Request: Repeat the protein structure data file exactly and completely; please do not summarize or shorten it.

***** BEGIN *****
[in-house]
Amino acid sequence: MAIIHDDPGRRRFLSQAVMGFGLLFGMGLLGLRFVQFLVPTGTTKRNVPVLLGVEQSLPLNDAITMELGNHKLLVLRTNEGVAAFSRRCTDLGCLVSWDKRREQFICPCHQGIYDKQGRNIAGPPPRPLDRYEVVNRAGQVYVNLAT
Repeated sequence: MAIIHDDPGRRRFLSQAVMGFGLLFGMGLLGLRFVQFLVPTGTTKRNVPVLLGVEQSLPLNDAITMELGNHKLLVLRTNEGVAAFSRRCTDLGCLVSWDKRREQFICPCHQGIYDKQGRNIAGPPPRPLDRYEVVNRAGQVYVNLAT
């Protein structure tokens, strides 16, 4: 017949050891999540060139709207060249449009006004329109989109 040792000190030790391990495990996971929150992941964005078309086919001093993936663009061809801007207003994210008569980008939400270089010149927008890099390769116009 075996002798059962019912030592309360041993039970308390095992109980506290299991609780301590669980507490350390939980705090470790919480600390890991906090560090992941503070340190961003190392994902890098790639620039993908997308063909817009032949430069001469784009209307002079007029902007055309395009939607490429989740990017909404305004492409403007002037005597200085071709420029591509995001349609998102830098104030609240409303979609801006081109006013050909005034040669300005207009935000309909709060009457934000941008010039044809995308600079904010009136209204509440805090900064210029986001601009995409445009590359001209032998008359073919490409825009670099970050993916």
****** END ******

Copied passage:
[in-house]
Amino acid sequence: MAIIHDDPGRRRFLSQAVMGFGLLFGMGLLGLRFVQFLVPTGTTKRNVPVLLGVEQSLPLNDAITMELGNHKLLVLRTNEGVAAFSRRCTDLGCLVSWDKRREQFICPCHQGIYDKQGRNIAGPPPRPLDRYEVVNRAGQVYVNLAT
Repeated sequence: MAIIHDDPGRRRFLSQAVMGFGLLFGMGLLGLRFVQFLVPTGTTKRNVPVLLGVEQSLPLNDAITMELGNHKLLVLRTNEGVAAFSRRCTDLGCLVSWDKRREQFICPCHQGIYDKQGRNIAGPPPRPLDRYEVVNRAGQVYVNLAT
């Protein structure tokens, strides 16, 4: 017949050891999540060139709207060249449009006004329109989109 040792000190030790391990495990996971929150992941964005078309086919001093993936663009061809801007207003994210008569980008939400270089010149927008890099390769116009 075996002798059962019912030592309360041993039970308390095992109980506290299991609780301590669980507490350390939980705090470790919480600390890991906090560090992941503070340190961003190392994902890098790639620039993908997308063909817009032949430069001469784009209307002079007029902007055309395009939607490429989740990017909404305004492409403007002037005597200085071709420029591509995001349609998102830098104030609240409303979609801006081109006013050909005034040669300005207009935000309909709060009457934000941008010039044809995308600079904010009136209204509440805090900064210029986001601009995409445009590359001209032998008359073919490409825009670099970050993916």